As a kid I’d often visit the beach with my grandparents, just to peacefully watch the waves crash for an hour or so, and maybe look for sea glass or rocks that I’d later find were only pretty when wet from the sea water. On these trips we’d often see a man or woman slowly walking down the beach with a metal detector, smoothly hovering the thing over the sand. It was fascinating. I’d imagine what they would find – old coins, perhaps – maybe in a treasure chest, abandoned by the nonexistent pirates of Cape Cod. The truth, I’d later find after annoying one of the metal-hunters, was much less romantic. He told me that he mostly would find coins, the odd piece of scrap metal – a zipper, or a fastener. He’d found jewelry but always tried to find its owner rather than horde the precious metals and gems himself. I was a bit disappointed, and abandoned my dreams of becoming a full-time metal detector/scavenger.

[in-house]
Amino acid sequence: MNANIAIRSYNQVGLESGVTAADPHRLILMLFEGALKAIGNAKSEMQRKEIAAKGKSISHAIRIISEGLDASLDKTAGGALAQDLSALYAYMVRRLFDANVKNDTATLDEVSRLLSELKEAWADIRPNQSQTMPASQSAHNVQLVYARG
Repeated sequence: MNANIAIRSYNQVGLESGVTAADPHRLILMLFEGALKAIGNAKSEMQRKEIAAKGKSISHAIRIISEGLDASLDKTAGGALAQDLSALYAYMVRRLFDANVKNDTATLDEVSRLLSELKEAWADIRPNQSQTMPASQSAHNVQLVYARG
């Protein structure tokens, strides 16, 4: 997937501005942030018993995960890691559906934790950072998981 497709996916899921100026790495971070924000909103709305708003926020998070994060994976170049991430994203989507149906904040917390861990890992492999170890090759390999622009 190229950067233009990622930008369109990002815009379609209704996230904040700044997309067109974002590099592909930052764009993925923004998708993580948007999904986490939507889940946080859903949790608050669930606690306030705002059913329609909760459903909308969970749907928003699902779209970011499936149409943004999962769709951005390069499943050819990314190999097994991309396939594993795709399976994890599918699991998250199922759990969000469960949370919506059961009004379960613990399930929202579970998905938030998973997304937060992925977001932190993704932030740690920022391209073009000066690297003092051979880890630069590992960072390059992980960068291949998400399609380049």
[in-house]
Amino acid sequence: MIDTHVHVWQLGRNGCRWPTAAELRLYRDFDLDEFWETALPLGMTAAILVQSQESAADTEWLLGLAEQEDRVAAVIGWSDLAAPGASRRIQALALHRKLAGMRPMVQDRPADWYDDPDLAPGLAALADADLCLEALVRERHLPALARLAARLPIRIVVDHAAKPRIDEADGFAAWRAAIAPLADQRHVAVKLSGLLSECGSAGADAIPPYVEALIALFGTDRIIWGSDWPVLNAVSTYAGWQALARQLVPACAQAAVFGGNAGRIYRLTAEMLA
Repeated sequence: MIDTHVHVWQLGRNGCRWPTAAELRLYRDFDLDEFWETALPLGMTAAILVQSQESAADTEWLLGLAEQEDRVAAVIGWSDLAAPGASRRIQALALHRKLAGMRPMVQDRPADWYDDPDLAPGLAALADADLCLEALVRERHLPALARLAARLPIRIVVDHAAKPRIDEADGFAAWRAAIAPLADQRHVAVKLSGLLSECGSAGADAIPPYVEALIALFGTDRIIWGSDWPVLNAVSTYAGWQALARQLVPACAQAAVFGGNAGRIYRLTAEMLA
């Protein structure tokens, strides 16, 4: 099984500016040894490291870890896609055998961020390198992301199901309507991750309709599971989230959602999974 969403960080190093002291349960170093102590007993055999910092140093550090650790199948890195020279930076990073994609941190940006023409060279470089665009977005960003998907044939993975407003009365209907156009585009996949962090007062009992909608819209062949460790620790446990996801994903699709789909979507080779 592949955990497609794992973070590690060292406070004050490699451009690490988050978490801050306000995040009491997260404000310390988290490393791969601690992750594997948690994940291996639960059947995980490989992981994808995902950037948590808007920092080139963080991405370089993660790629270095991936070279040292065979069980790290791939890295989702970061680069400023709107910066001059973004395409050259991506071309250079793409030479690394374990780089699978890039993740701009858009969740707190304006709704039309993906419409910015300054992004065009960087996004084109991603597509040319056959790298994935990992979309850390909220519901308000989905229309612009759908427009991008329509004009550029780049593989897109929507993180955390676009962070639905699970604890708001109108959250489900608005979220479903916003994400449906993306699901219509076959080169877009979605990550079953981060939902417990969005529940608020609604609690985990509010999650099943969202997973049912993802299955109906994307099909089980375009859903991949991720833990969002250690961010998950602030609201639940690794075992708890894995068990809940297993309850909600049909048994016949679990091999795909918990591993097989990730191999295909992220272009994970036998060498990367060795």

It seems that the man I spoke to on the beach shares a code of honor with most people who wield the devices. They use them for good and for novelty, and not to gain wealth. A recent thread from u/TheRealJayAre provides great proof of this. After asking people who metal detect to share their greatest finds, the responses consisted mainly of being a happy child playing with a detector, or people finding priceless heirlooms and returning them to their rightful owners. So wholesome. The gratification of finding a lost wedding ring or sentimental locket is completely palpable in their stories. A good read for anyone having a bad day, week, month, or year. And perhaps enough goodness to convince a person to take up a new hobby.